Teenager who helps police wash their cars at weekends is branded a “gimp”, “nonce” and “snitch” by vile online trolls


A TEENAGER who gives up his weekends to help wash police cars has been branded a “gimp”, “nonce” and “grass” by vile trolls.

Police in St Austell, Cornwall, posted a snap of the unnamed youngster, thought to be aged about 13, in which they called him a “legend”.


(C) St Austell Police, 

But the well-intentioned post on Saturday sparked a flood of abuse from social media users.

@Therebel882 wrote: “Trainee grass”.

The lad was braned a “snitch” by @lewruss__.

Another user, @Flynny__, called the boy a “wee nonce”.

@ShogunCharlie called him “Billy no mates”.

According to @OvertonOfficial, the “lad is either a snitch or he’s bribing the police… shame on him.”

And @Craigmcbeathh wrote: “Hahahahahahahah f*****g wimpy gimp.”

Other social media users then castigated the trolls.

@Pearce12Phil wrote: “I guess when you see people doing positive things, it makes you realise the poor choices you made and the chances you lost. Now here you are, abusing a kid on twitter.”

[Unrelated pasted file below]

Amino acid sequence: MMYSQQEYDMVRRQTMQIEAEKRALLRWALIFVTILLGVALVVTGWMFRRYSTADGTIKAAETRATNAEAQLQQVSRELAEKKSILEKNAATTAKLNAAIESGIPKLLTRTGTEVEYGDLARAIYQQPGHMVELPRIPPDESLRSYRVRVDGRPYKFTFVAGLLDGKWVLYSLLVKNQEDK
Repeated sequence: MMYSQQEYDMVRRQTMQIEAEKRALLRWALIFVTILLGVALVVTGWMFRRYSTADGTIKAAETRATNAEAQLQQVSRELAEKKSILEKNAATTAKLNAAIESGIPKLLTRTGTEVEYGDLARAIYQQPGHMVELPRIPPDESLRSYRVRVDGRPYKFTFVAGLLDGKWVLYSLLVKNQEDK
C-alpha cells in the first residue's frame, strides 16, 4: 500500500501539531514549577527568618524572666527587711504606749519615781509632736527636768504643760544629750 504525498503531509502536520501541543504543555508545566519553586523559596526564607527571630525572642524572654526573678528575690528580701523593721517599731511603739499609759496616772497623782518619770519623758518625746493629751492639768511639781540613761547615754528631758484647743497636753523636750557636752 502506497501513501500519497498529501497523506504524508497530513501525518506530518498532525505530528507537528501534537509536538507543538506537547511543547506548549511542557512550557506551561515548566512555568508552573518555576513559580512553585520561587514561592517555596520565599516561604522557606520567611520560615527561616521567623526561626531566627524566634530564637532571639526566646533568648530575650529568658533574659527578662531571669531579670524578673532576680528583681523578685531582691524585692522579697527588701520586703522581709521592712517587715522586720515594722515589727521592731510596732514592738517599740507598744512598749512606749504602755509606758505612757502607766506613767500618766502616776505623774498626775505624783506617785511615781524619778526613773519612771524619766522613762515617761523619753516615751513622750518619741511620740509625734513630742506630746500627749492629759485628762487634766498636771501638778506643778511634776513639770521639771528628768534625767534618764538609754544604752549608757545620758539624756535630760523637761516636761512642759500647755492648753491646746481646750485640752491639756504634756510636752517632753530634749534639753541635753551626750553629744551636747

@Andy4msf told one troll: “You are clearly an educated and complex individual. Kind regards to you. Take care.”

Another user, @dripcode, told a troll: “Judging by your profile pic you can’t fight so if five people ran into your house and threatened your family, you’d call the police.

“So, don’t call him a snitch because he’s doing something good. Matter fact don’t call the police if there’s a terrorist attack cause its snitching.”

In their original post, police wrote: “This lad is a legend. He comes in every weekend in his own time and helps wash the police cars. He is such a nice lad. Can we all give him a massive thumbs up.”

Among those to praise him was Superintendent for East Cornwall, Sharon Donald, who wrote: “Brilliant…tell me more about this young man so I can thank him in person.”

Concern about online bullying has reached such levels that the government is considering giving media regulator Ofcom greater powers to crack down on trolls.

The tragic death of Caroline Flack, who was relentlessly trolled following her arrest, has added to the concern.

But many non-celebrities also find themselves the targets of online abuse, sometimes with tragic consequences.

Felix Alexander’s death, aged 17, in 2016 helped prompt the Duke of Cambridge to launch a code of conduct for young people to combat cyber bullying the following year.

Felix, from Worcester, took his own life after he was bullied on social media. His mother, Lucy, said the abuse “ate away at him inside”.


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